I have a very simple and effective method for interview preparation: Over-preparation. The best way to do well in any interview is be prepared for an interview that will be harder than the actual interview. I write this based on my experience. Since 2001, I have been told by grateful clients that my practice interviews were harder than the real thing and as a result they could confidently handle the real thing. I think any highly experienced graduate admissions consultant should be able to provide this kind of practice to their clients. If you don't use an admissions consultant to help you prepare, find someone, a mentor perhaps, who can help you. Whoever you seek advice from, getting actual critical feedback from person who understands the MBA admissions process is critical.
Just as critical is your own preparation (see below for the methods I suggest). The amount of practice (with someone else and alone) you require will really depend on three variables:
1. Your English ability. For international applicants with low intermediate to high intermediate level ability, expect to focus a significant amount of your time on practicing to speak.
2. Your comfort with interviews. Some people are just really good at interviewing and others are not. If you know that you are weak in the this area, you will really need to practice with another person who can judge your performance.
3. The difficulty of the interview. Some schools simply have difficult interviews (HBS for example), while others do not (Duke for example), so take that into account. A great way to determine the difficulty of a particular school's interviews is to read reports written by applicants (See my earlier post regarding where to find interview reports).
Many applicants wait until days before an interview to prepare, but actually your interview preparations should ideally begin at least a month before you start interviewing. Why so long? Because you have a lot to do:
Interview Strategy FormulationIt is absolutely critical that you have an overall strategy for determining what you want to say about yourself. Just as with your essays, you need to formulate your self-marketing strategy for your interviews. Obviously what you put in your application should be consistent with and supported by your interview. However writing essays and talking for 30 minutes or more are simply not the same.
Don't worry about the questions, worry about your message!While you should use the Accepted and Clear Admit sites to learn about the questions, an overemphasis on simply preparing answers to the questions that other applicants were asked is not the main thing you should be doing. Instead, decide what you want to say about yourself. One way of doing that is prepare an outline like the following:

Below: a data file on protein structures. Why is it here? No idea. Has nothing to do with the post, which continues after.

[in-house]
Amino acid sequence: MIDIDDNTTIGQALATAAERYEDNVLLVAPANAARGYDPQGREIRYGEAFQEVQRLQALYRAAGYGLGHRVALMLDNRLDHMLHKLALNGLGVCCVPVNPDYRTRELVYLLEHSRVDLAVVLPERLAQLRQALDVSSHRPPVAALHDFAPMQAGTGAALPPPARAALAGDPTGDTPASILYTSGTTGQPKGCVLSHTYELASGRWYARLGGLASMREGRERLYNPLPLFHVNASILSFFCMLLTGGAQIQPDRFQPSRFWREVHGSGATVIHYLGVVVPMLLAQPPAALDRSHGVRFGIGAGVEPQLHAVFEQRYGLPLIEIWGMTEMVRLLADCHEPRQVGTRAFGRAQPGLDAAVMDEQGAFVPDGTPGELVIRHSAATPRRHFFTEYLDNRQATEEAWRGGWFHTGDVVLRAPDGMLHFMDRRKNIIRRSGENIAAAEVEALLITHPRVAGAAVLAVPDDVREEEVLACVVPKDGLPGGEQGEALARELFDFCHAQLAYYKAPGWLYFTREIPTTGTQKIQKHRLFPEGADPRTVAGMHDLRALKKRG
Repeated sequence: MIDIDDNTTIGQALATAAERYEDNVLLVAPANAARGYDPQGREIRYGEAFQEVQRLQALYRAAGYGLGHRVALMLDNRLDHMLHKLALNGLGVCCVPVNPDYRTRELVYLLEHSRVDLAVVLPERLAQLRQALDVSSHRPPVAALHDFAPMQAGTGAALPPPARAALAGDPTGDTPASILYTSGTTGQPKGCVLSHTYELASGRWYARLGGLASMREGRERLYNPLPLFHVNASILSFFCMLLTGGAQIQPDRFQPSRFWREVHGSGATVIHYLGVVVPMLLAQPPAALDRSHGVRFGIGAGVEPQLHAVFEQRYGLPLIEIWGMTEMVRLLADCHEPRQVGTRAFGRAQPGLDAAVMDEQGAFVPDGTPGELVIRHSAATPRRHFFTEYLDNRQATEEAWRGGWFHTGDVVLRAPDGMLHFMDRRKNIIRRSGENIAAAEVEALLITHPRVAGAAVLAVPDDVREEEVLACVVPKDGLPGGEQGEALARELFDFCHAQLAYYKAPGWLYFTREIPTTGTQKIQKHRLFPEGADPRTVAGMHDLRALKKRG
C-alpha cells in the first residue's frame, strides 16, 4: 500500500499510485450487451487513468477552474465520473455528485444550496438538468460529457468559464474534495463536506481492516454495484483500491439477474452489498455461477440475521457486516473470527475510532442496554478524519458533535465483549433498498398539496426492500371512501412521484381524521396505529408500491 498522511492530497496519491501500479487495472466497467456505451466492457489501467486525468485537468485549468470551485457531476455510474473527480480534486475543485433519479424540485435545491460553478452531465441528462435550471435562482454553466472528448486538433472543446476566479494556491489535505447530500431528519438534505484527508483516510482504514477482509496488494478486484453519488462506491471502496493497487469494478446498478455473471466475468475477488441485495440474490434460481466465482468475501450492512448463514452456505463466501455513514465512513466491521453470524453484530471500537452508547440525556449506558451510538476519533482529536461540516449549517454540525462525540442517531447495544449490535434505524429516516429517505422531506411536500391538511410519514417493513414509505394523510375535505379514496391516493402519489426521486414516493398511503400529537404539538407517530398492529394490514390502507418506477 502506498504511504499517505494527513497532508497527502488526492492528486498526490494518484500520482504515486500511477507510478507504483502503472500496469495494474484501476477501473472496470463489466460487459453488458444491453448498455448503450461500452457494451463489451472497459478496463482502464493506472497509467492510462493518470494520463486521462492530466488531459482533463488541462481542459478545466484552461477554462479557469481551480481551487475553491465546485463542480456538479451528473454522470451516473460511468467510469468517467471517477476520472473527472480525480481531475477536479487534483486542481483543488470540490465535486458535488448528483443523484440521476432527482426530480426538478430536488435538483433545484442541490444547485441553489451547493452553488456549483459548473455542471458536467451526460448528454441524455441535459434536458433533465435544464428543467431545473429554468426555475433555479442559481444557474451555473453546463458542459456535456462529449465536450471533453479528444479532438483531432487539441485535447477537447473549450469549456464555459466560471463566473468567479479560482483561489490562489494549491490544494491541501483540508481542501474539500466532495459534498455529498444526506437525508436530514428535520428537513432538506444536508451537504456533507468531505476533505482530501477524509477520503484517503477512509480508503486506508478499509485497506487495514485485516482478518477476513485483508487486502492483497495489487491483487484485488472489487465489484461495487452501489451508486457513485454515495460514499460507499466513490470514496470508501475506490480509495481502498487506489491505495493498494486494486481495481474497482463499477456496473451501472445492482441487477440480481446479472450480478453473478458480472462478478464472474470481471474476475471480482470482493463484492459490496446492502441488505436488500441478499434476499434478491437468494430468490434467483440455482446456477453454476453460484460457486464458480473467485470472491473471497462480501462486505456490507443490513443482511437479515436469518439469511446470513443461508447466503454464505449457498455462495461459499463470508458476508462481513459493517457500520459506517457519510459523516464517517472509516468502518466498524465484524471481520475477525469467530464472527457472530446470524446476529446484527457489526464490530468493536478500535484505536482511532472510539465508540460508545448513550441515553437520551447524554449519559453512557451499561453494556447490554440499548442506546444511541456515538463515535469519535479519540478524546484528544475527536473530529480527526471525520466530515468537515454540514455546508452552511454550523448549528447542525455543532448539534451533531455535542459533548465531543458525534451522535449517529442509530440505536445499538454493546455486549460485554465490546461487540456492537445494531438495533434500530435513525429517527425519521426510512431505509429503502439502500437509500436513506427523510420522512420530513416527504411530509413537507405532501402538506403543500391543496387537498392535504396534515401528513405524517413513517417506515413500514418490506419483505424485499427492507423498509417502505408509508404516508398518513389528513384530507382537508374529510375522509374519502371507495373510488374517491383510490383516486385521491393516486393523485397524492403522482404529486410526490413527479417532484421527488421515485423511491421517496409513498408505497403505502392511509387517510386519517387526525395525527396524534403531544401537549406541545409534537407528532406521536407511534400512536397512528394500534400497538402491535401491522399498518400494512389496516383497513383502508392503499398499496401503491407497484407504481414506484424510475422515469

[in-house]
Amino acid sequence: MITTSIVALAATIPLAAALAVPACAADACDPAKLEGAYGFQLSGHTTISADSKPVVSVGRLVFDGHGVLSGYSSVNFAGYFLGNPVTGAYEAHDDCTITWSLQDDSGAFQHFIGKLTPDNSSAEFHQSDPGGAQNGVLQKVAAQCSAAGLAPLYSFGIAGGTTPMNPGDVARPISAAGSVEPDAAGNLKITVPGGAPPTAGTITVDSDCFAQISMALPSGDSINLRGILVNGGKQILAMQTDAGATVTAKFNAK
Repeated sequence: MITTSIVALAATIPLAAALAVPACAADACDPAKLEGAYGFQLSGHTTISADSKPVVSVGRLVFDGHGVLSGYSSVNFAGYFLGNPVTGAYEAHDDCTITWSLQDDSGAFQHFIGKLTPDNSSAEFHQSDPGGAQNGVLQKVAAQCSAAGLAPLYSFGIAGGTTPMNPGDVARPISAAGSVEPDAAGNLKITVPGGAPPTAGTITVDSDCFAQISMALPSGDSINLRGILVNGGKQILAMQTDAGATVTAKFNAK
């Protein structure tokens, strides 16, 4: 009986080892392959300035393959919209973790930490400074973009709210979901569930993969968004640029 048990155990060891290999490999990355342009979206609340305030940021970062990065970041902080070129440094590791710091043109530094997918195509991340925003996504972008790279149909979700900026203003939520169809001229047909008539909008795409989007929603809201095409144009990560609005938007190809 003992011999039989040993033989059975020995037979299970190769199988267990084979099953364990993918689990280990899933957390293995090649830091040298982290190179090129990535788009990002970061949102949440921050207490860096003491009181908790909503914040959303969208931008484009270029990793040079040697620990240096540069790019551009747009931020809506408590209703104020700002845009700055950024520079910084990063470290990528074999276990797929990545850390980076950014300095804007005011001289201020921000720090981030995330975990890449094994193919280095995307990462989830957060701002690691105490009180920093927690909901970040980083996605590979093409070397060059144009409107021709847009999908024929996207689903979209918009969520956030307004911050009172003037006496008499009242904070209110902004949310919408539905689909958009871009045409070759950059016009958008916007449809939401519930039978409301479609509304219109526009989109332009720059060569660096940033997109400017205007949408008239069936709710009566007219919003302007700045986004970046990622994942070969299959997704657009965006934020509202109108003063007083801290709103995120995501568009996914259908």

1. One of my key strengths is X. A story that demonstrates this strength is... Another story that does is... This strength will be a contribution at your school because... This strength will contribute to my future goals because...
2. Another of my key strengths is Y. A story that demonstrates this strength is... Another story that does is... This strength will be a contribution at your school because... This strength will contribute to my future goals because...
3. Another of my key strengths is Z. A story that demonstrates this strength is... Another story that does is.. This strength will be a contribution at your school because... This strength will contribute to my future goals because...
For each X, Y, Z insert a keyword describing your strength. Connect keywords to specific stories. If possible find more than one story that demonstrates the keyword. Next think how this strength could be a contribution when you are student. Next think how this strength will contribute to your goals. By using this method, you will have prepared answers to such common questions as "What are your strengths" and "How will you contribute to our school." Additionally you will be ready to show how your past experience will help you achieve your goals. Additionally when asked questions which are less direct about your strengths, you will already have keywords and stories ready for those questions you can't predict.
1. One of my weaknesses is X. A story that demonstrates this is... Another story that does is... I want to overcome this weakness by... This weakness resulted in failure when...
2. Another of my weaknesses is Y. A story that demonstrates this is... Another story that does is... I want to overcome this weakness by... This weakness resulted in failure when...
3. Another of my weaknesses is Z. A story that demonstrates this is... Another story that does is... I want to overcome this weakness by... This weakness resulted in failure when...
As with strengths you should have at least three keywords. Here you be preparing answers to the very common questions that are asked about weakness, but in addition you will need to think about how the MBA program and/or some other aspect of yourself will make it possible for you to overcome this weakness. Weaknesses should be real and not abstract. You should have clear stories that demonstrate your weaknesses, something many applicants initially have a problem with. Additionally knowing how a program will help you overcome your weakness will explain why you want to attend that school. Finally, SOME, BUT NOT All weaknesses make for great failure stories, another very common topic for interviews.